For their platform, which they named MUSIC for “microbubble-assisted ultrasound-guided immunotherapy of cancer,” Dr. Lux’ lab designed microbubbles that can carry both macrophage-targeting antibodies and cGAMP . Microbubbles could be easily administered directly into the tumor under ultrasound guidance, because microbubbles are clinically used ultrasound contrast agents. After injection, increasing ultrasound intensity caused the inertial cavitation of the microbubbles. Their forcible collapse in close proximity to the targeted macrophages led to the transient opening of the cells’ membrane, a phenomenon known as sonoporation, and the delivery of cGAMP into the cell’s cytosol to activate the STING pathway (Figure 3). “Because this is on-demand activation, the microbubbles won’t release their cargo until enough ultrasound energy is applied, and at the same time, ultrasound allows you to image, so you know when the microbubbles have arrived at the tumor site and also when they have burst,” Jiang said.
One of the innovations involved in generating this platform was the construction of the microbubbles. “Because the core of the microbubbles is made of gas, reengineering these ultrasound contrast agents into a drug-delivery platform was achieved by surface chemistry,” he described. For that, they chemically modified a sugar polymer with a biomolecule known to stabilize nucleic acids and attached this synthetic and biocompatible polymer to the microbubble surface to form stable complexes with cGAMP, which protected it from being degraded by the body’s enzymes. Macrophage-targeting antibodies were also conjugated to the microbubble surface.
Testing of the MUSIC strategy began with cell-culture models that showed delivery of cGAMP when the microbubbles burst, and then moved into animal experiments that demonstrated significant reduction in tumor growth as well as tumor eradication in 60% of subjects (triple-negative breast cancer mouse models). “We then looked at whether we could synergize with some of the already clinically approved immunotherapies, and found that we could activate the innate immune system with cGAMP and the adaptive immune system (and its antigen-specific response) with PD-1 for an even more dramatic benefit,” Jiang said, noting that the one–two punch inhibited tumor growth in both localized and metastatic murine cancer models, and increased median survival by 76% as compared to PD-1 alone.
With the success of the strategy, the researchers have started a company (MusiQ Bio) to develop the technology further and commercialize it, while also exploring its use to treat other tumors. The hope, Jiang said, is that this targeted-delivery method will mean a lesser amount of drug will work better than much higher doses of systemically administered drugs, which will also greatly reduce any side effects. He added, “Because the drugs are attached to the bubbles, and the bubbles can home in on specific cells and tissues, this would give us the precision and selectivity to accomplish this.”
Not just drug traffic
The growing interest in microbubbles and ultrasound for drug delivery spurred yet another question: Once the channel is open, what if it allows two-way traffic? It does, according to Hong Chen, Ph.D., associate professor of BME at the McKelvey School of Engineering and of Radiation Oncology, School of Medicine, Washington University (WashU), St. Louis, MO, USA (Figure 4).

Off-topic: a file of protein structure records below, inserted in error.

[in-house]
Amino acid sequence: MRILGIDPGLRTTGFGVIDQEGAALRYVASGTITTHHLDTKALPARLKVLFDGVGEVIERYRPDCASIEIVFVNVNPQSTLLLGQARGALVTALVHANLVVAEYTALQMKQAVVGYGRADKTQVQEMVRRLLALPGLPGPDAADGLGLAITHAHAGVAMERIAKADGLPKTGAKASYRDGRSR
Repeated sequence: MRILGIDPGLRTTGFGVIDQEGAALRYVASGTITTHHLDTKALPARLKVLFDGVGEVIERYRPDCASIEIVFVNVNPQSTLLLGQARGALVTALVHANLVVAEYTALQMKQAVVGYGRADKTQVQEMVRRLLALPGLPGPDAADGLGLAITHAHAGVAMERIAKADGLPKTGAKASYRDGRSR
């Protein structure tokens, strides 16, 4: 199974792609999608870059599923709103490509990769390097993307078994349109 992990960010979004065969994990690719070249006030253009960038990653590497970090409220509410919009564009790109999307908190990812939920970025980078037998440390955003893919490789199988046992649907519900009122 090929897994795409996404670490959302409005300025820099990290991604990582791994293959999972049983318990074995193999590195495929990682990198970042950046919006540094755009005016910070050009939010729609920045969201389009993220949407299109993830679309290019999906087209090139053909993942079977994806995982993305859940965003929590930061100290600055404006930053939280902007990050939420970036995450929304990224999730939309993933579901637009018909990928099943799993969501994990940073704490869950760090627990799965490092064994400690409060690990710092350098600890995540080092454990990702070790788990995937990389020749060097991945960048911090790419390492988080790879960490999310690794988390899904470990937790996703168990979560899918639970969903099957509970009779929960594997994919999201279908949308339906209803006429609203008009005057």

Chen’s doctoral and postdoctoral research centered on understanding the biophysics behind microbubbles’ effects in blood vessels, particularly for drug delivery, but when she started her own lab at WashU, she wanted to take a bigger view. “I made it very clear that the mission of my lab is technology innovation and clinical translation, which forced the whole team, and especially me, to think outside the box,” she said. “There were so many people who had already laid the groundwork and showed we can safely, noninvasively, and transiently open up the blood–brain barrier with ultrasound and microbubbles, and we said, ‘Wait a second. Once the door is open, there may be other possibilities’.”
Their research includes focused ultrasound-enabled liquid biopsy, or sonobiopsy, for sampling materials gathered from the brain side of the blood–brain barrier. She and her group began by establishing the feasibility and safety of the technique in mice and pigs, and then shifted to looking for diagnostic biomarkers for brain cancers. It worked: Sonobiopsy could detect biomarkers of brain tumors in animal models .
One of the reasons her group began looking for brain tumor markers is that the markers have been very well-studied in humans, thanks to neurosurgery that makes those tissues available for analysis. “But for Alzheimer’s or any other diseases of the brain, nobody would accept doing surgery or a biopsy just to analyze for biomarkers. That means that our understanding of those diseases in humans is limited, because we haven’t had access to the brain,” Chen said. With sonobiopsy, her group was able to provide that highly sought ingress.
In January, they reported that sonobiopsy across the blood–brain barrier greatly outperformed a standard blood analysis in detecting three biomarkers associated with Alzheimer’s and other neurodegenerative diseases . Their results included a 2.3-fold increase in the detection of the biomarker known as neurofilament light (NfL) protein.
At this point, the WashU sonobiopsy simply involves adding a blood draw to a procedure (Figure 5). “This was on purpose. We wanted to build on what has been working, so that we can move quicker in terms of putting the tool in neurosurgeons’ hands (and start) collecting preliminary data,” Chen said.
That preliminary data will also be coming from other research groups, she noted. “What is already happening is that multiple clinical drug-delivery studies are collecting blood now and trying to get sonobiopsy integrated into their trials, so we are going to see sonobiopsy data from multiple clinical trials very soon. That’s exactly what we wanted (Figure 6).”
Chen added, “If I just count on my team to move this technology forward, it will probably take many years, but if I quickly share with the community the possibility of the technology and how to do it, that’s how I think we can achieve our goal of truly impacting patient care for brain tumor and other brain diseases.”
- S. Ng et al., “Effect of acoustic cluster therapy (ACT) combined with chemotherapy in a patient-derived xenograft mouse model of pancreatic cancer,” J. Controlled Release, vol. 352, pp. 1134–1143, Dec. 2022, doi: 10.1016/j.jconrel.2022.11.016.
- Exact Therapeutics. (Dec. 22, 2022). Exact Therapeutics Awarded NOK 16 Million From the Norwegian Research Council for Collaboration Project With NTNU, ICR and TGen. Accessed: Feb. 27, 2023. [Online]. Available: https://www.exact-tx.com/press-releases/exact-therapeutics-awarded-nok-16-mill
- X. Li et al., “Cancer immunotherapy based on image-guided STING activation by nucleotide nanocomplex-decorated ultrasound microbubbles,” Nature Nanotechnol., vol. 17, no. 8, pp. 891–899, Aug. 2022.
- C. P. Pacia et al., “Sonobiopsy for minimally invasive, spatiotemporally-controlled, and sensitive detection of glioblastoma-derived circulating tumor DNA,” Theranostics, vol. 12, no. 1, pp. 362–378, Jan. 2022.
- C. P. Pacia et al., “Focused ultrasound–mediated liquid biopsy in a tauopathy mouse model,” Radiology, vol. 307, no. 2, Apr. 2023, Art. no. 220869, doi: 10.1148/radiol.220869.